Jarett Adams’s path to becoming a defense lawyer includes a long road to success, probably longer than most. This is due to the fact that when he was just 17 years old, Adams was wrongfully convicted of sexual assault in Wisconsin, and with this conviction, he was sentenced to 28 years in a maximum-security prison for adults.
Around the time of his wrongful conviction, Adams had just finished high school on Chicago's South Side and decided to go to the University of Wisconsin for a party. While he was there, he and his friends met a young woman and had what he describes as a "completely consensual encounter from beginning to end." (Source: NBC).
Three weeks later, as Adams was getting ready to start junior college in the fall of 1998, he was arrested. He was informed by an officer that the woman said she was raped, and that he was being charged with a group sexual assault along with two other teenagers who were there that night.
Adams had never been arrested before, and he thought that this horrible misunderstanding would get resolved quickly. However, he was extradited to Wisconsin, and to make matters worse, he couldn't afford legal assistance. The attorney, who was court-appointed, chose not to put on a defense, even though there was a witness who could have helped clear Adams. The witness was a student living in the dorm who could corroborate Adams's timeline of events.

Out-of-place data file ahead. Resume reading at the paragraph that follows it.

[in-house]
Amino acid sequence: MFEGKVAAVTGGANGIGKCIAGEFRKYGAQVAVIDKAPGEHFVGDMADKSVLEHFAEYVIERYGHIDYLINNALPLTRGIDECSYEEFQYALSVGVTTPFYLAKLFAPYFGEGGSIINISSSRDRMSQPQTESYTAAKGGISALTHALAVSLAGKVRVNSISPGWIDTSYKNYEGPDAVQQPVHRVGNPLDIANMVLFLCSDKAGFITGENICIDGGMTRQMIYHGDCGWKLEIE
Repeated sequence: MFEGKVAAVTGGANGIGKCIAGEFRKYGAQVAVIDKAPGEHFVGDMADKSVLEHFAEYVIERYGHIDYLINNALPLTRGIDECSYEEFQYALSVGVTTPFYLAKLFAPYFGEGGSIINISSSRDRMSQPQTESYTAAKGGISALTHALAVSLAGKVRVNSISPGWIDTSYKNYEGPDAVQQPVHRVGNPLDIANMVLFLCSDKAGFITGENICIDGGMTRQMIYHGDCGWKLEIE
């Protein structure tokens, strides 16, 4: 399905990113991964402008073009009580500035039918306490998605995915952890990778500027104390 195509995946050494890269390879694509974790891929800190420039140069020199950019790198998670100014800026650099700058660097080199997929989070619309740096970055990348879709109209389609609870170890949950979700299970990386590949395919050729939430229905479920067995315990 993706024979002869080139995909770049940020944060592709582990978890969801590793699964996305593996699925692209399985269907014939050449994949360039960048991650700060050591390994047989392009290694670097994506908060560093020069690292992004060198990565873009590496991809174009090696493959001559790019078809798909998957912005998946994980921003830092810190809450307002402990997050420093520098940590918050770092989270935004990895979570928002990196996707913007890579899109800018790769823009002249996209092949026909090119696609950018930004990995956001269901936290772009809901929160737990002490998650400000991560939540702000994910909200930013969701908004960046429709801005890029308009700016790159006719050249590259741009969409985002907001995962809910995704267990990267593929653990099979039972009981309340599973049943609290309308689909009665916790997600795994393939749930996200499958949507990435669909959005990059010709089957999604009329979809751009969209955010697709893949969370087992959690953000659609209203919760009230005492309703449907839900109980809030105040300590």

"This guy is telling us, 'We know you didn't do it. They haven't proven their case. The best defense is a no-defense strategy,'" Adams said, "We're like, 'Yeah, sounds good,' because we didn't know any better, right? But in reality, it was a horrible idea to not call any witnesses, not to investigate, and to put this in front of an all-white, racially charged jury. We didn't stand a chance." (Source: NBC).
In 2017, Attorney Jarrett Adams helped overturn an innocent man's conviction. This happened to be in the same state that he had been sentenced to prison, years ago, for a crime he did not commit. (Source: NBC)
This was deeply personal for the man, who had wrongly spent nearly 10 years behind bars. Adams, who is black, believes that his conviction was tainted by racism.
Adams mentioned to NBC News’ Lester Holt, "It's a storybook tale that you wouldn't believe until you saw it...to have a conviction overturned and in a court, in a state, that I was wrongfully convicted."
This is the real-life experience of a man who turned a tragedy into justice for others.